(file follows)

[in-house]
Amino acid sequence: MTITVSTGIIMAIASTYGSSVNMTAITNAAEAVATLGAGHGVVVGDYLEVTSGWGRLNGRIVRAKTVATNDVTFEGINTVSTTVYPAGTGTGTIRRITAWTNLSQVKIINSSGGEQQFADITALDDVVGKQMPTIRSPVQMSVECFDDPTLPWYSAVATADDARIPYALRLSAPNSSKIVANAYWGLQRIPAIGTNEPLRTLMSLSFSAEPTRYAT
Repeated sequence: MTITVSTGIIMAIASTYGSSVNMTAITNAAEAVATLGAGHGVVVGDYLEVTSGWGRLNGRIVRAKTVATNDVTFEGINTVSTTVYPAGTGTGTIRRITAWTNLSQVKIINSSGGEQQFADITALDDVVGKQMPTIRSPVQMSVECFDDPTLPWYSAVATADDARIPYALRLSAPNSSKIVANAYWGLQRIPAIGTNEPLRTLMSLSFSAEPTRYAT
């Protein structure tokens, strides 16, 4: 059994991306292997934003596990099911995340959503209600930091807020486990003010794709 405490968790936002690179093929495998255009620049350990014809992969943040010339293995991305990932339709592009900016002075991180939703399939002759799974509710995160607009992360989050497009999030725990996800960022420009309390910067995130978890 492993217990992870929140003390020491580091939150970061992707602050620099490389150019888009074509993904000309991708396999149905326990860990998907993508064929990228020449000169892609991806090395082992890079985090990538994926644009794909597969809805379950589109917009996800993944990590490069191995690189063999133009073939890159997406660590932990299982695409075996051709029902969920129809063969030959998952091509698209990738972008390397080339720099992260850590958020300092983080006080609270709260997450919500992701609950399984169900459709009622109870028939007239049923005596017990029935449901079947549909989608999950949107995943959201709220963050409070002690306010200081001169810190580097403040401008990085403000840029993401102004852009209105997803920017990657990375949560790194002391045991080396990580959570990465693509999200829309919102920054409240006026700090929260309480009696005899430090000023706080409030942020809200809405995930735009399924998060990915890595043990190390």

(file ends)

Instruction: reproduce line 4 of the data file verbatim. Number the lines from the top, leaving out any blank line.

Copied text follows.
């Protein structure tokens, strides 16, 4: 059994991306292997934003596990099911995340959503209600930091807020486990003010794709 405490968790936002690179093929495998255009620049350990014809992969943040010339293995991305990932339709592009900016002075991180939703399939002759799974509710995160607009992360989050497009999030725990996800960022420009309390910067995130978890 492993217990992870929140003390020491580091939150970061992707602050620099490389150019888009074509993904000309991708396999149905326990860990998907993508064929990228020449000169892609991806090395082992890079985090990538994926644009794909597969809805379950589109917009996800993944990590490069191995690189063999133009073939890159997406660590932990299982695409075996051709029902969920129809063969030959998952091509698209990738972008390397080339720099992260850590958020300092983080006080609270709260997450919500992701609950399984169900459709009622109870028939007239049923005596017990029935449901079947549909989608999950949107995943959201709220963050409070002690306010200081001169810190580097403040401008990085403000840029993401102004852009209105997803920017990657990375949560790194002391045991080396990580959570990465693509999200829309919102920054409240006026700090929260309480009696005899430090000023706080409030942020809200809405995930735009399924998060990915890595043990190390």